Steve Laycock’s last-rock double takeout gave Saskatchewan a vital 6-5 win Thursday over Kevin Koe to virtually eliminate the defending champion skip at the Tim Hortons Brier, presented by SecurTek Monitoring Solutions.

Saskatchewan’s Steve Laycock celebrates his game-winning shot against Alberta.

(Photo, Curling Canada/Michael Burns)

Laycock and his Saskatoon team of third Kirk Muyres, second Colton Flasch, lead Dallan Muyres, alternate Gerry Adam and coach Lyle Muyres escaped potential disaster in the fifth end, stole a single in the seventh then blanked the ninth to give them the critical hammer coming home.

Trailing by one, the Saskatchewan crew looked in trouble until Koe’s final draw didn’t curl as much as he hoped, leaving Laycock with a shot at the double, which he made to keep alive their playoff hopes.

“I knew probably at the second hog line I felt good about it,” Laycock said of his game-winning shot. “Right out of my hand I felt a little tight, which is usually good news on my outturn peels. So I felt pretty good about it halfway down the sheet.”

In other Draw 15 games, Mark Kean of Ontario (Fenelon Falls) scored three in the second and went to beat Reid Carruthers of Manitoba (Winnipeg) 8-7, Jim Cotter of B.C. (Vernon) rolled past Jeremy Mallais of New Brunswick (Saint John) and Adam Casey of Prince Edward Island (Charlottetown) beat Jamie Koe of Northwest Territories 9-5.

The results left Northern Ontario atop the standings at 9-1 followed by Newfoundland-Labrador at 8-2 and those teams will meet Friday in the Page 1-2 playoff game. Team Canada is at 7-3 and assured of a tiebreaker, followed by Saskatchewan at 6-3, Quebec at 6-4, B.C. at 5-5, Alberta and Manitoba at 4-5, P.E.I. at 4-6, Ontario at 3-6, New Brunswick at 2-8 and the Territories at 0-10.

“What’s to say, we’ve had some good shots made against us,” said a dejected Koe, who won the event last year with a different team. “That’s just the way it has gone.”

Told they’re still mathematically alive, Koe said simply: “No, that’s it.”

To which third Marc Kennedy added: “If you’re in at 6-5 it’s a Hail Mary and chances are you’re not playing good enough to win anyhow so it doesn’t matter to us anymore.”

There are two draws remaining and Alberta would need a lot of help to get into a tiebreaker situation.

Koe, Kennedy, second Brent Laing, lead Ben Hebert, alternate Jamie King and coach John Dunn, could have put the game away in the fifth end. They were sitting as many as five counters and in the end got only one when Koe’s last-shot attempt to remove the lone Saskatchewan stone failed.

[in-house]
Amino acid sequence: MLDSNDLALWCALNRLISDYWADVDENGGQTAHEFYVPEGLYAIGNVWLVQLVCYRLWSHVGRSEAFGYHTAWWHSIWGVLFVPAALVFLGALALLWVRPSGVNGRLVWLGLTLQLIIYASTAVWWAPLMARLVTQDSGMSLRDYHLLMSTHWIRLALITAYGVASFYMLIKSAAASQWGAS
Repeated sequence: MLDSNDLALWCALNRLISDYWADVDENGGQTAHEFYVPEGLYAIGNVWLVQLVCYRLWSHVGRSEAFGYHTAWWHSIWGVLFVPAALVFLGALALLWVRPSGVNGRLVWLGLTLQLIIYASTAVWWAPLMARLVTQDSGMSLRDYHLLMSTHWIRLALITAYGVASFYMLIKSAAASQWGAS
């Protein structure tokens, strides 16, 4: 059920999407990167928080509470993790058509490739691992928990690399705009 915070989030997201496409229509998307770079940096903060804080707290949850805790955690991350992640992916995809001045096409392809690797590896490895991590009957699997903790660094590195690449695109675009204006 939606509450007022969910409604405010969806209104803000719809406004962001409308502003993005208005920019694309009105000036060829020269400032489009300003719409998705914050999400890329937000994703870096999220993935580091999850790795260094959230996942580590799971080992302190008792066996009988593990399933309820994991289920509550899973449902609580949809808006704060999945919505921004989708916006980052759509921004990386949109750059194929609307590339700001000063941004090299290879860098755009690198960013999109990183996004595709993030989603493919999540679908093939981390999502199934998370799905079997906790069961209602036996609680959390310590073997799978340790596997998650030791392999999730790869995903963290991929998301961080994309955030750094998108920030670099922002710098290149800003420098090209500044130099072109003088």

“They almost got to the point where they were set up so good it was almost bad for them because there were ways we could get out of it,| said Laycock. “We got a little mistake from Kevin. If he hits even half a rock there he at least gets two, so a big break.”

“That’s not why we lost the game,” said Koe. “We missed that shot but were still up two. Up two you should win most of your games.”

Northwest Territories vice Mark Whitehead, left, and P.E.I. skip Adam Casey have a laugh together on Thursday. (Photo, Curling Canada/Michael Burns)

Northwest Territories vice Mark Whitehead, left, and P.E.I. skip Adam Casey have a laugh together on Thursday. (Photo, Curling Canada/Michael Burns)

Laycock drew the button against four Alberta counters in the sixth end before he stole a key single in the seventh. He forced Koe to take one in the eighth, then blanked the ninth.

“We knew our best chance was getting two coming home and that turned out to be the case,” Laycock said of the decision to blank nine. “Basically if you get a deuce your odds of winning go up about 5-10 per cent and if you get forced to one you lose 90 per cent of the time, especially against a team like Alberta the way they peel and make ticks.

There are four key games in tonight’s 6:30 pm. MT draw – Team Canada (7-3) plays Northern Ontario (9-1); Newfoundland-Labrador (8-2) plays Quebec (6-), Alberta takes on Mantiboa and Saskatchewan plays Ontario

TSN/RDS2, the official broadcast partner of Curling Canada’s Season of Champions, will provide complete coverage of the Tim Hortons Brier, leading to the gold-medal game on March 8 at 5 p.m.

The winner of the 2015 Tim Hortons Brier will represent Canada at the Ford World Men’s Championship, March 28-April 5 in Halifax, in addition to qualifying for the 2015 Home Hardware Canada Cup in Grande Prairie, Alta., the 2016 World Financial Group Continental Cup in Las Vegas and the 2016 Tim Hortons Brier in Ottawa

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This story will be posted in French as soon as available at